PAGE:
The three-legged stool is often used as a metaphor for the parent/student/teacher relationship. All three legs are necessary for a balanced educational experience. Here is the truth: the legs are almost always out of sync. How can three emotion-filled entities stay frozen in a perfect symbiotic balance?
Because the education system in America is never equally distributed from one state to another, or really, one side of town to another, shouldn’t we expect the legs to need a hand? Hang on, I am not getting my body parts confused.
You know, that feeling when you are at a restaurant and the table rocks because one leg is too short? At just the right moment when you try to put your chili cheese dog in your mouth, the table shakes and the chili is up your nose? That is what students, parents and teachers feel most of the time. We can never strike that perfect balance without food on our faces.
My own interactions with parents range from ludicrous to typical. A mother came to my room after school one day to find out why her son’s grade was a D. After showing her all of the zeros in the grade book for missing assignments, she stood up and yelled that it was because her son was spending too much time having intercourse with his girlfriend. Actually, she used different verbiage, but I understood.
Another mother came on parent conference day and discovered her son was not doing the reading necessary for the class. She walked out of my classroom, went to the store where her son worked, grabbed him by the ear and pulled him out to the car while yelling, “He will be back once he understands that his education means more than **** shoes!” I like that lady.
These are extreme examples that could be avoided. Consider these:
- Go to the school’s back-to-school night. Shake hands with the teachers and let them know you are invested in your child’s education.
- Email or write them the next day and thank them for their dedication to your student’s success. If you heard something they said that you really liked, tell them. Give them telephone numbers where you can be reached. Let them know it is the best time to call you. Also, let them know if there is another parent who could be notified.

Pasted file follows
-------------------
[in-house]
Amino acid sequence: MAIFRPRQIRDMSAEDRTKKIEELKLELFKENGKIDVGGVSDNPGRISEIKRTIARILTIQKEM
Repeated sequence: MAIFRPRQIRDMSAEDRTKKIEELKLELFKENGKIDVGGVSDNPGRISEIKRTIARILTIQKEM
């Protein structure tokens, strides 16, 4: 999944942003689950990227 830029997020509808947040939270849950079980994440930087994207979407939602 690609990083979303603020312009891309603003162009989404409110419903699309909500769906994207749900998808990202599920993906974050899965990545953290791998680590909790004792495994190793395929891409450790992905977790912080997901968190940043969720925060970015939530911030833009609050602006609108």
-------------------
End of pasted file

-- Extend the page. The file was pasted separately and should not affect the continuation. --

- Ask the teachers if they have a webpage with a calendar of assignments. Most school districts provide teachers with a platform to do this.
- When you ask your children what they did in school today, make them answer. Be specific, “Tell me one thing you learned today.” If they tell you it was “fine,” ask in a different way. School is never, ever “fine.” There is always a story or some drama to share.
- Be proactive. Teachers like to hear if the student is learning. Let the teachers know if what they are doing resonates with your child. Is your child learning with the hands on projects? Is your child enjoying the group work? Let the teachers know you support them. The teacher should be doing the same with you.
- Don’t be fooled by anyone. There is almost always a bit of truth in the story your child is telling you about school. However, the teacher is almost always documenting what is happening in the room. The administrators require teachers to provide evidence of learning. Teachers are accustomed to providing data. Ask for it.
- Finally, don’t stop. Even if your child is a senior in high school, stay in touch with the teachers. If your school provides a way for you to see your child’s grades online, look at it every week. If the grades drop, find out why. Be an advocate for your child but be willing to hear some possible tough answers.
I promise: Teachers want you to be involved. We need you. We will listen to you. Talk to us. Work with us. Let’s toss that old three-legged stool out. Pull up a chair and let’s work together.